Overcoming the COVID-19 dilemma in tuberculosis (TB) and chronic obstructive pulmonary disease (COPD) research and care

GCRF Funding Cycle

Principal Investigator
Wilber Sabiiti


ODA countries
Tanzania, Uganda

Sustainable Development Goals
Goal 3

COVID-19 disease caused by the Severe Acute Respiratory Syndrome Coronavirus 2 (SARS-CoV-2) has caused a dilemma in the management of chronic lung diseases. Like tuberculosis (TB) and Chronic Obstructive Pulmonary Disease (COPD), COVID-19 predominantly presents with fever and persistent cough. Secondly, diagnosis of COVID-19 uses nasal or oral swab, saliva and/or sputum, materials similar to those used in diagnosis of many lung diseases including TB and COPD. This creates confusion, firstly to the patient as to whether their cough is due to COVID-19, TB, COPD or any other lung disease; secondly to the healthcare practitioner on what type of diagnosis and care they should offer to the patient.

To solve the confusion, testing must be done rule in or rule out COVID-19. The test result, either positive or negative is essential to ensure safety of patient and practitioner and provide appropriate care to the patient. Furthermore, the messaging around COVID-19 has inadvertently caused stigma to cough and created the impression that every cough is caused by COVID-19. Consequently, many TB and COPD are at a risk of being stigmatised as COVID-19 patients and hence compromising their health seeking behaviour.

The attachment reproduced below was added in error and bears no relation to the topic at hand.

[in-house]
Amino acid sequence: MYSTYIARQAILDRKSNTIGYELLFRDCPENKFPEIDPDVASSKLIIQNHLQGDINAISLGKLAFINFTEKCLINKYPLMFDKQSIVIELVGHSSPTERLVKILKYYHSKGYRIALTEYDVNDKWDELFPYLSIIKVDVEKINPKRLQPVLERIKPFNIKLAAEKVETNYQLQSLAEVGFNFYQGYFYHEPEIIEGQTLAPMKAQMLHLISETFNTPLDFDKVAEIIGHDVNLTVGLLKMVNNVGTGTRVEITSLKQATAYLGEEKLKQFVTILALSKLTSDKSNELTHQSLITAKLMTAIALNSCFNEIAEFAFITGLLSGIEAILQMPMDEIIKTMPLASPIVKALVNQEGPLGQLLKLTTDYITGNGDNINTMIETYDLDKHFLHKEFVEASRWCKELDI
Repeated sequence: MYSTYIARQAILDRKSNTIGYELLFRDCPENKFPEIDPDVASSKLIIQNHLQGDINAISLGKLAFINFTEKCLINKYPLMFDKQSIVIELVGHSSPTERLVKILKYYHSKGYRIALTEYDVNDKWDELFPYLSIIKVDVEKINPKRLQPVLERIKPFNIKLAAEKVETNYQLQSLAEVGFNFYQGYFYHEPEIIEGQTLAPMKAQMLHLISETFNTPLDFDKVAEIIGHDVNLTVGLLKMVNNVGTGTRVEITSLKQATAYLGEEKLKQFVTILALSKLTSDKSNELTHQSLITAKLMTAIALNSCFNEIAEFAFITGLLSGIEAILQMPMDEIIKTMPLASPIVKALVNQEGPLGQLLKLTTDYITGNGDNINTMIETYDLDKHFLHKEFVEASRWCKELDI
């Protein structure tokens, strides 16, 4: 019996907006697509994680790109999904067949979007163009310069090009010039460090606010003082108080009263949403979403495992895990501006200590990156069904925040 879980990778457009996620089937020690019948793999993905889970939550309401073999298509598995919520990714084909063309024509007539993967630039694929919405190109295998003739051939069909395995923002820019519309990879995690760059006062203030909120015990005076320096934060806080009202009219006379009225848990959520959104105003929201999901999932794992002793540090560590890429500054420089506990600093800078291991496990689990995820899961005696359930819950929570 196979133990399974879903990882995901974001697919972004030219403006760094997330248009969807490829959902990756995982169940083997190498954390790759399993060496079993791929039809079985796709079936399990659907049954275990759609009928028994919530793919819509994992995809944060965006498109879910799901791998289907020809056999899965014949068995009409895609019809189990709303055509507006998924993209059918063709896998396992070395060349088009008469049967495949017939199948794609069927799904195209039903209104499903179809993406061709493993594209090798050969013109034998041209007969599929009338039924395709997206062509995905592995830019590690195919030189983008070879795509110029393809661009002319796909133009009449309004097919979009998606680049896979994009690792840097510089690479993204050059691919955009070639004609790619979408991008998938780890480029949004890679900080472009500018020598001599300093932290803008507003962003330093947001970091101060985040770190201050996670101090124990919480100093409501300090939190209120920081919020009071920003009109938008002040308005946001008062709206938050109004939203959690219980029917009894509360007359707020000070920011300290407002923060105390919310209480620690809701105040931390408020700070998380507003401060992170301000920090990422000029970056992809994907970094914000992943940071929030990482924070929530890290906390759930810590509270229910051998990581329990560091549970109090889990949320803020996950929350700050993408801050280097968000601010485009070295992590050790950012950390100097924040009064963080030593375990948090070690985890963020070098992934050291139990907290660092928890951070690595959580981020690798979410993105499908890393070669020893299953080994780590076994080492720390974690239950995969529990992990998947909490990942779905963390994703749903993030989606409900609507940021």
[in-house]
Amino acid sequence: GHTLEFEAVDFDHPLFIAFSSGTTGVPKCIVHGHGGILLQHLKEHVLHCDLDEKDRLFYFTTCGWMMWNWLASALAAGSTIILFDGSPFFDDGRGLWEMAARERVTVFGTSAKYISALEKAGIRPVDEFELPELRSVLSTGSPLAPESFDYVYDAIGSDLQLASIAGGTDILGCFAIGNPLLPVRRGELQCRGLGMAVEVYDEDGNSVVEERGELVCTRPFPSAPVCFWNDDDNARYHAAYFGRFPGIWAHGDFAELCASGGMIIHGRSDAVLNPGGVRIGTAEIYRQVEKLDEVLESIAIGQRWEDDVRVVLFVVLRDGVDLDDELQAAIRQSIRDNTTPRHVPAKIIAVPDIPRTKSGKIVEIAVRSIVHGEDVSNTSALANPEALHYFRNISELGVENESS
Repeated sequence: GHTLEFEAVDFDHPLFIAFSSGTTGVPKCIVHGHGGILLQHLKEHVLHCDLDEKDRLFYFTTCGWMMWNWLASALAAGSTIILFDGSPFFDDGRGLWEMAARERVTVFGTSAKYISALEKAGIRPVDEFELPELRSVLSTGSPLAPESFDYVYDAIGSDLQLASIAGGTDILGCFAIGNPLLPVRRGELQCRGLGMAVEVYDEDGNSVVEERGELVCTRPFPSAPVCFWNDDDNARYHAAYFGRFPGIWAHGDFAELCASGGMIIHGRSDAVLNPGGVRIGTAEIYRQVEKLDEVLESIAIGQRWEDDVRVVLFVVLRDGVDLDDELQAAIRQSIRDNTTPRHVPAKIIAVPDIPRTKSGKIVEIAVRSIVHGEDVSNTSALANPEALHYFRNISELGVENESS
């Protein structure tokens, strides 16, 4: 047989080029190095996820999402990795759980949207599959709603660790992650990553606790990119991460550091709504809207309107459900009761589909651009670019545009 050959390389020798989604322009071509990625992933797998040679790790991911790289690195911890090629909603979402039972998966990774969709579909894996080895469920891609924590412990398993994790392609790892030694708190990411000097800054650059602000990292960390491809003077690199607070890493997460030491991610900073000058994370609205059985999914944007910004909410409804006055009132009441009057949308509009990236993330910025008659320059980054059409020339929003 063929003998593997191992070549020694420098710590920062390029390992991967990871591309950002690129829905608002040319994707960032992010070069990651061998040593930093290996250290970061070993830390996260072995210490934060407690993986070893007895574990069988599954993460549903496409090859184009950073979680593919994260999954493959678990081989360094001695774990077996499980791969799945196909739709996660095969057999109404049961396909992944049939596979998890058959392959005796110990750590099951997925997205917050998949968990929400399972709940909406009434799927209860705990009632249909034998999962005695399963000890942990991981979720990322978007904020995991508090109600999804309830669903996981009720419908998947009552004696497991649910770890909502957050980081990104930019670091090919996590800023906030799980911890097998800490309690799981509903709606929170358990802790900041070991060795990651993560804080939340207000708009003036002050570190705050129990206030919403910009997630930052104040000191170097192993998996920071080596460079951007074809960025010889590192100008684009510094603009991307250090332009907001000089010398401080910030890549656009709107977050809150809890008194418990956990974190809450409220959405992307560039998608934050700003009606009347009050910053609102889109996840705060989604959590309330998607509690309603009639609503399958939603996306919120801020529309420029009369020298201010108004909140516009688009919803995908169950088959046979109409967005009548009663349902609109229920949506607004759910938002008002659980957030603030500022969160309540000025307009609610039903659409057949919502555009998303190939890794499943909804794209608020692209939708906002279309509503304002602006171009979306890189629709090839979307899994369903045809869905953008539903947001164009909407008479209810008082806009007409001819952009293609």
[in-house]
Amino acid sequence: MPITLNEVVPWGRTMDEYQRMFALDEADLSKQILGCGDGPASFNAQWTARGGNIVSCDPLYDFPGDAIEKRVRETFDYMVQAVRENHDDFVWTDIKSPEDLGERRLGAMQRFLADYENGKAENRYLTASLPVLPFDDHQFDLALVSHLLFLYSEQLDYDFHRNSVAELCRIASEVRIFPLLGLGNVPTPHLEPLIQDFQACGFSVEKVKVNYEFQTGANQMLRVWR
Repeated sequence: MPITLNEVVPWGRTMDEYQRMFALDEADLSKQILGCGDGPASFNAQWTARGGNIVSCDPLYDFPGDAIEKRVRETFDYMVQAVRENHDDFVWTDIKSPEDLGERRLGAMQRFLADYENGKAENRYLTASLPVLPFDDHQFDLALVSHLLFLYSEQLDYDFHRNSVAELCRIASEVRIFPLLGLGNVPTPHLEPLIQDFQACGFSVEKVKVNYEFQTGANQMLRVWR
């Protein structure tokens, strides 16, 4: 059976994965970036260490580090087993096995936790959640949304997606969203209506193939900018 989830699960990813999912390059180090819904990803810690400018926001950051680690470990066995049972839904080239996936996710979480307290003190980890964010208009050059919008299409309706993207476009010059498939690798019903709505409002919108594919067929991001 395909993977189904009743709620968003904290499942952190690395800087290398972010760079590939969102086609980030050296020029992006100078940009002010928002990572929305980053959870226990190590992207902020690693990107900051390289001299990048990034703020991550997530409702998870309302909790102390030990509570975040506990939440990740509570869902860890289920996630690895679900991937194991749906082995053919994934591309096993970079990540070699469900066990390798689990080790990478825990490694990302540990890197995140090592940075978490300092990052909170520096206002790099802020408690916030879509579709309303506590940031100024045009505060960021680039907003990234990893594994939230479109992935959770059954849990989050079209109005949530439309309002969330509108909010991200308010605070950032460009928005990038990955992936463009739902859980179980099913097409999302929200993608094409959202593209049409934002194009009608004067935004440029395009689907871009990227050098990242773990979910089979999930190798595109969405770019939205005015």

Based on this background we are seeking financial support to enable us test for COVID-19 and engage community for our TB – COPD study in Tanzania and Uganda. This will ensure safety of participants and researchers as well as demystifying COVID-19 and other lung diseases and the care available for both. The intervention will not only mitigate the negative impact of COVID-19 on the study but also provide new data on COVID-19 – TB and/or COPD comorbidity and generate guidelines on how to manage respiratory diseases in the COVID-19 era.

Associated SFC/UKRI GCRF funded projects on the St Andrews research portal